• The Group’s corporate broker provides written feedback on market reaction and investor views after full and half year results announcements and investor roadshows.
  • Reports from the Chairman and other non-executive directors who have direct dialogue with shareholders.
  • Analyst/broker reports and views.
  • Shareholder feedback reports and statements made by representative associations.

All shareholders have an opportunity to ask questions or represent their views formally to the Board at the AGM, or with directors after the meeting.

The interests of investors were considered as part of the Board’s decisions throughout the year including with regard to the interim and final dividends and the suspension of our share buyback programme.

Long term decisions

Within the fast-moving fashion retailing sector, the operational cycle is short and has become even shorter within recent years. Despite this, we are mindful that our strategic decisions can have long term implications for the business and its stakeholders, and these implications are carefully assessed.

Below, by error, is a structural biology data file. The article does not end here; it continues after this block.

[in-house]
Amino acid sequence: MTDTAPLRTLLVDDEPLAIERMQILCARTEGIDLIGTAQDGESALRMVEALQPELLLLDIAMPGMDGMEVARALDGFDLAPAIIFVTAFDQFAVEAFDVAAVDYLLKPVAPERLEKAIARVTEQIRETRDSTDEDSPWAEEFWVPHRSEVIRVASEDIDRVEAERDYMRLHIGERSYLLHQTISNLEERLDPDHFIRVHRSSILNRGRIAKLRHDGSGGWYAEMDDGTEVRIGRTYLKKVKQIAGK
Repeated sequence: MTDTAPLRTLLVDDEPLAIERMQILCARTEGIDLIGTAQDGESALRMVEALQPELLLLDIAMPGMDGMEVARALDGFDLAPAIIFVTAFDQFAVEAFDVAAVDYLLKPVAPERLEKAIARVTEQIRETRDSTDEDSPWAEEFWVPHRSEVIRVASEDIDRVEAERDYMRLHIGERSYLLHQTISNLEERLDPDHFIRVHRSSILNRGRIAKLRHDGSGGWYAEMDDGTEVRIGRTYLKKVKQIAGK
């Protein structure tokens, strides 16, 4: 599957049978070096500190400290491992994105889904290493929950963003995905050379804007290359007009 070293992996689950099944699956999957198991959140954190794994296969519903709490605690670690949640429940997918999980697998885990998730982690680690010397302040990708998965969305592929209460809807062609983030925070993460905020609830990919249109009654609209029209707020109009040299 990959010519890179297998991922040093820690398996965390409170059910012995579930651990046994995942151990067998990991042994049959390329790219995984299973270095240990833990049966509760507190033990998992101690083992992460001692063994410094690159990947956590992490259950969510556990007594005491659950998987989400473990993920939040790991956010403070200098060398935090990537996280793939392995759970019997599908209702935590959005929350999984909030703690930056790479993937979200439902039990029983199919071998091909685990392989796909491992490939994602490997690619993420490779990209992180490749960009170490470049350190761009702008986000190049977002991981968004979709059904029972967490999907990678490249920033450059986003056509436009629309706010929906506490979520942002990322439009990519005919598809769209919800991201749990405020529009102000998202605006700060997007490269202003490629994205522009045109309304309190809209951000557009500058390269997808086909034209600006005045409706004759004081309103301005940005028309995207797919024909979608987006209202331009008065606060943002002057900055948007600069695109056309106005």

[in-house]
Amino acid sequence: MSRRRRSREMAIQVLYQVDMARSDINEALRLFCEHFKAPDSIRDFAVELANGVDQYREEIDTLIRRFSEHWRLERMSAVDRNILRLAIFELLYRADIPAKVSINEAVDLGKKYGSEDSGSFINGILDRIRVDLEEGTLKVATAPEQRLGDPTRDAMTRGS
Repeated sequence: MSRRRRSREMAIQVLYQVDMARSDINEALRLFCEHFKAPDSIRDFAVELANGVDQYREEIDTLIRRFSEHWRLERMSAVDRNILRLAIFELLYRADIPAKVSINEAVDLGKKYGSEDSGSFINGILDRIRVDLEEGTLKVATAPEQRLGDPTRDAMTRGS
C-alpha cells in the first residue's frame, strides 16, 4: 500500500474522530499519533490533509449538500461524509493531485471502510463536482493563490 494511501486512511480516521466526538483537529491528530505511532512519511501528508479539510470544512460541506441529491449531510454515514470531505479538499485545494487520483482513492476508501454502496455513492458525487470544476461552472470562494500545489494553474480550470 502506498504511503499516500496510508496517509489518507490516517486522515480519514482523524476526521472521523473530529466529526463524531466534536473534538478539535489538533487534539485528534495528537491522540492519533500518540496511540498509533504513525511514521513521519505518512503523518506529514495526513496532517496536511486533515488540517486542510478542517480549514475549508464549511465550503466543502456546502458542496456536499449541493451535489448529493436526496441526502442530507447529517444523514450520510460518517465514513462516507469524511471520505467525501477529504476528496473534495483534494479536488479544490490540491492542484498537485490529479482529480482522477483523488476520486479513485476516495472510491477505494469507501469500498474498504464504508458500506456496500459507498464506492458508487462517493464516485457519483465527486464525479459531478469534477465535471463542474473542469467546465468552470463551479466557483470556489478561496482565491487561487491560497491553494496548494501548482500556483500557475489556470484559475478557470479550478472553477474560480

The most prevalent example of this is in the Board’s decisions with regard to capital allocation. The Board balanced:

  • the expectations of long term investors on dividends and the return of capital to shareholders via the share buyback programme; with
  • the increased need for capital expenditure on warehouses and systems to support the growth in Online sales. Despite the reopening of retail stores later this year, we felt that the pandemic has simply accelerated the shift to online shopping and we needed to ensure that we have sufficient capacity to meet future demand.

We recognised the importance of providing our shareholders with consistent and reliable dividend returns. However, with so much uncertainty around the course of the pandemic and its economic effects, we believed it was sensible and appropriate to suspend all capital returns to shareholders for the duration of 2020/21 to protect the Group’s balance sheet.